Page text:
Little is known about how activists and non-activists perceive and evaluate each other. This is important because activists often depend on societal support to achieve their goals. We examined these perceptions and evaluations in three field experiments set in different contexts, i.e., student protests in the Netherlands 2014/2015 (Study 1, activist sample N = 190; Study 2, non-activist sample N = 145), and environmental protests in Paris in 2015 (Study 3, activist sample N = 112). Through a scenario method, we manipulated the motivations expressed for (in)action by a member of the other group (i.e., an activist or non-activist) and measured individuals’ perceptions and evaluations. Findings showed that activists perceived a non-activist as selfish and felt personally distant to them, especially when a non-activist dismissed moral obligation for action (Study 1 and 3). By contrast, non-activists had a rather positive view of activists, especially in response to an activist communicating collective concerns for action (Study 2). Study 4 (N = 103) further supported this pattern of findings by showing that activists perceived larger intergroup differences than non-activists. We conclude that mutual perceptions and evaluations of activists and non-activists are asymmetrical, which may have (negative) consequences for mobilization for social change.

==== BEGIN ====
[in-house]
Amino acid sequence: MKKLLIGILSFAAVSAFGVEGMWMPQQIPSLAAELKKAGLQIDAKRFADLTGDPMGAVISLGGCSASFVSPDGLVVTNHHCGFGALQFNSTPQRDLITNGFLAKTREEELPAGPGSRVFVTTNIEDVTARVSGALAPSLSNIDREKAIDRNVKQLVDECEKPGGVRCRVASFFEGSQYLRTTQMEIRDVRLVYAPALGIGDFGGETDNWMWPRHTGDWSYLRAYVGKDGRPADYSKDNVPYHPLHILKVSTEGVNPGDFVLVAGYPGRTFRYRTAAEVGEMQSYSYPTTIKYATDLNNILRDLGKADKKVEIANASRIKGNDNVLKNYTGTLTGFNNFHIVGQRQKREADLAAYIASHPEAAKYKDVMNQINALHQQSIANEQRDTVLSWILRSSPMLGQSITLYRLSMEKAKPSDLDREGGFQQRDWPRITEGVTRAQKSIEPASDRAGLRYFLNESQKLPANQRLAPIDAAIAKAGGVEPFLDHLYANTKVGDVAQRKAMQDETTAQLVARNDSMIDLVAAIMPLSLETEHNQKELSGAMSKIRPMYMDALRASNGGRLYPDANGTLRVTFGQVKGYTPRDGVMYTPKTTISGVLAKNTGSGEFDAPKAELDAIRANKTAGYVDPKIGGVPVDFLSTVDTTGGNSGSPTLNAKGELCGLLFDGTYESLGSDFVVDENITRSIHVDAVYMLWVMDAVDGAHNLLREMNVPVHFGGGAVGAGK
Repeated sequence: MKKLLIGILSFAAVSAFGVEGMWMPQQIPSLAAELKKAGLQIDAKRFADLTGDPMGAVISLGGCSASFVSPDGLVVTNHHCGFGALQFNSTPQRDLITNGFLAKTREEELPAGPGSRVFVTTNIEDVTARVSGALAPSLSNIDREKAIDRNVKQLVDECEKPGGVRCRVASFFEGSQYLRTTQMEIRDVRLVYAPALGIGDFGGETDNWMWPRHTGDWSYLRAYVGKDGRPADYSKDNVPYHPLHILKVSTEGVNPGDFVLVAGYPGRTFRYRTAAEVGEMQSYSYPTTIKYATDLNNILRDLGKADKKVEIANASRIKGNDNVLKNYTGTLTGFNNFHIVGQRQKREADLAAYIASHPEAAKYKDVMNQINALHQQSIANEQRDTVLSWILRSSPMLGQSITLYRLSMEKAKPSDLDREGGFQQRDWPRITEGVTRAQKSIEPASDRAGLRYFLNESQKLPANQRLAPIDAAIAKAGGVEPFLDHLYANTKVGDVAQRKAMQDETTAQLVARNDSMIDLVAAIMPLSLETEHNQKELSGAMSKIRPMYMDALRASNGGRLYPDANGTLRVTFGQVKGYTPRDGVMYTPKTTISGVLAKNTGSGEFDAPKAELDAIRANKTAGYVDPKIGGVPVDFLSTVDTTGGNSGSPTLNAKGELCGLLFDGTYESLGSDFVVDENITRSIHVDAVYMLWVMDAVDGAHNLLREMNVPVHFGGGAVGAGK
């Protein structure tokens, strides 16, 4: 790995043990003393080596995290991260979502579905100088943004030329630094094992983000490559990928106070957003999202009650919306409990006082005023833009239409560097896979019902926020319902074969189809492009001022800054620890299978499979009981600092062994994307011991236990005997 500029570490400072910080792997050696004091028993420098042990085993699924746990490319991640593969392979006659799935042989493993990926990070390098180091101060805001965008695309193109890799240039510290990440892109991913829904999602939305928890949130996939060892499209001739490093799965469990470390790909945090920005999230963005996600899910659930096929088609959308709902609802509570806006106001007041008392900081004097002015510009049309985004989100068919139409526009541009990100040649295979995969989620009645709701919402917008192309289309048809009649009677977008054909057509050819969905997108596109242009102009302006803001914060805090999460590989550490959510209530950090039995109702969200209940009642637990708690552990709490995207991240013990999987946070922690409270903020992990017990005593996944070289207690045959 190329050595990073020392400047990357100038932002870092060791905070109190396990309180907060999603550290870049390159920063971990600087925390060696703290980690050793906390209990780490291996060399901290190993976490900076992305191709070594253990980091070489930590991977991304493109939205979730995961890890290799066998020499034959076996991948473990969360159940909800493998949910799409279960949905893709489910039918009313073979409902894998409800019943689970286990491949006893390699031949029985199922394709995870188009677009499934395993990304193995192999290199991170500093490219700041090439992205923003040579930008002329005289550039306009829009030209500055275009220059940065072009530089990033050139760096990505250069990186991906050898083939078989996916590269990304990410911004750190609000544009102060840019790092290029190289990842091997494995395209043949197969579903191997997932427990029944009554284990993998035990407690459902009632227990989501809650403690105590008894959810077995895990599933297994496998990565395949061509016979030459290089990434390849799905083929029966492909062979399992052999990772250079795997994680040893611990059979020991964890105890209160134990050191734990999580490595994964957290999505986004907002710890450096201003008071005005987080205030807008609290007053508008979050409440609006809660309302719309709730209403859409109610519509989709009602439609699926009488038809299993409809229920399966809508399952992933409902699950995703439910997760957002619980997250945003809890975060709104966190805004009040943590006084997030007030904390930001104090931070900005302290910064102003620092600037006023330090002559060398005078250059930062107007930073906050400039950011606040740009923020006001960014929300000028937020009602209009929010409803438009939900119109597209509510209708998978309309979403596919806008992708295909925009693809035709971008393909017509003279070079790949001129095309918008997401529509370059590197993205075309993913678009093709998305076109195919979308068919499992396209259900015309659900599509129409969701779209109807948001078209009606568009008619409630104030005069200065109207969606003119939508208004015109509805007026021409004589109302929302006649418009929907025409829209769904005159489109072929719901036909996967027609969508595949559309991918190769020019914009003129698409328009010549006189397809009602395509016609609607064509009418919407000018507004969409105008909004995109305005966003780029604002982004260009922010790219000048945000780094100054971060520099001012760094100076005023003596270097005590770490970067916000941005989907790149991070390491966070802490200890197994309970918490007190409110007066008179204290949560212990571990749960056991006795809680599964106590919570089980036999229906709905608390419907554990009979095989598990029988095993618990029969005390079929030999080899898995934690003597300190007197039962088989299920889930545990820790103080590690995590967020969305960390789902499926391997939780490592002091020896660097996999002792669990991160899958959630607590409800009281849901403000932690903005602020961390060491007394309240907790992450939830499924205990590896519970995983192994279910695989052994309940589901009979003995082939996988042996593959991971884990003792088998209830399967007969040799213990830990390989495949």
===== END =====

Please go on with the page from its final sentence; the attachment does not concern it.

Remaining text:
Kutlaca, M., van Zomeren, M., & Epstude, K. (2020). Friends or foes? How activists and non-activists perceive and evaluate each other. PLoS ONE, 15(4), Article e0230918. https://doi.org/10.1371/journal.pone.0230918